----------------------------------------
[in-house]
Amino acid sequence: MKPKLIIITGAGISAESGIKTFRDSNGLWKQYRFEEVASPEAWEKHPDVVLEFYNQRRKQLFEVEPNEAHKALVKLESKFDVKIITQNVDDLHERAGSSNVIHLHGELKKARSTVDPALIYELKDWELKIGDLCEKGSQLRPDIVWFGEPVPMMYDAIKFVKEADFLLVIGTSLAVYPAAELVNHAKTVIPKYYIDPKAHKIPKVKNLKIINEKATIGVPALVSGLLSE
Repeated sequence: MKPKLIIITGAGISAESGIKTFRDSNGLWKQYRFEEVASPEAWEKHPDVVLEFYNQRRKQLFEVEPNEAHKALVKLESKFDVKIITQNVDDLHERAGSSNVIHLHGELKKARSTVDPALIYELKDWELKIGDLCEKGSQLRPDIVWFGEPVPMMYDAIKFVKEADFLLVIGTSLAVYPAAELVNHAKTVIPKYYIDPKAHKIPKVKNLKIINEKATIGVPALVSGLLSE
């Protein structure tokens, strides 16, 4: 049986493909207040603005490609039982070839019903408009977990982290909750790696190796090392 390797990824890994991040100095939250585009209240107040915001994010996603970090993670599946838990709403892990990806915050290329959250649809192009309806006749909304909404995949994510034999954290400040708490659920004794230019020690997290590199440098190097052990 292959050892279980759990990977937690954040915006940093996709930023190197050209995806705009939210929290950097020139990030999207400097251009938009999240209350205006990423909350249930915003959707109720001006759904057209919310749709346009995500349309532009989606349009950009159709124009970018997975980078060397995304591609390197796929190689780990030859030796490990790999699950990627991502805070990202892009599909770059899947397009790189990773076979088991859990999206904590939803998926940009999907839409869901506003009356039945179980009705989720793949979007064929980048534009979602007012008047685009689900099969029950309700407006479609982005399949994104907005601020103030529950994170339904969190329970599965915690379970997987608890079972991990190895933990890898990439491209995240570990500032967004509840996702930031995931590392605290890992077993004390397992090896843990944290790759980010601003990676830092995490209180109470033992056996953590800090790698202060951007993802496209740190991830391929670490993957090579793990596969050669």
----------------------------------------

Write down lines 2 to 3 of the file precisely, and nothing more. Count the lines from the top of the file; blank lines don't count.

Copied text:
Amino acid sequence: MKPKLIIITGAGISAESGIKTFRDSNGLWKQYRFEEVASPEAWEKHPDVVLEFYNQRRKQLFEVEPNEAHKALVKLESKFDVKIITQNVDDLHERAGSSNVIHLHGELKKARSTVDPALIYELKDWELKIGDLCEKGSQLRPDIVWFGEPVPMMYDAIKFVKEADFLLVIGTSLAVYPAAELVNHAKTVIPKYYIDPKAHKIPKVKNLKIINEKATIGVPALVSGLLSE
Repeated sequence: MKPKLIIITGAGISAESGIKTFRDSNGLWKQYRFEEVASPEAWEKHPDVVLEFYNQRRKQLFEVEPNEAHKALVKLESKFDVKIITQNVDDLHERAGSSNVIHLHGELKKARSTVDPALIYELKDWELKIGDLCEKGSQLRPDIVWFGEPVPMMYDAIKFVKEADFLLVIGTSLAVYPAAELVNHAKTVIPKYYIDPKAHKIPKVKNLKIINEKATIGVPALVSGLLSE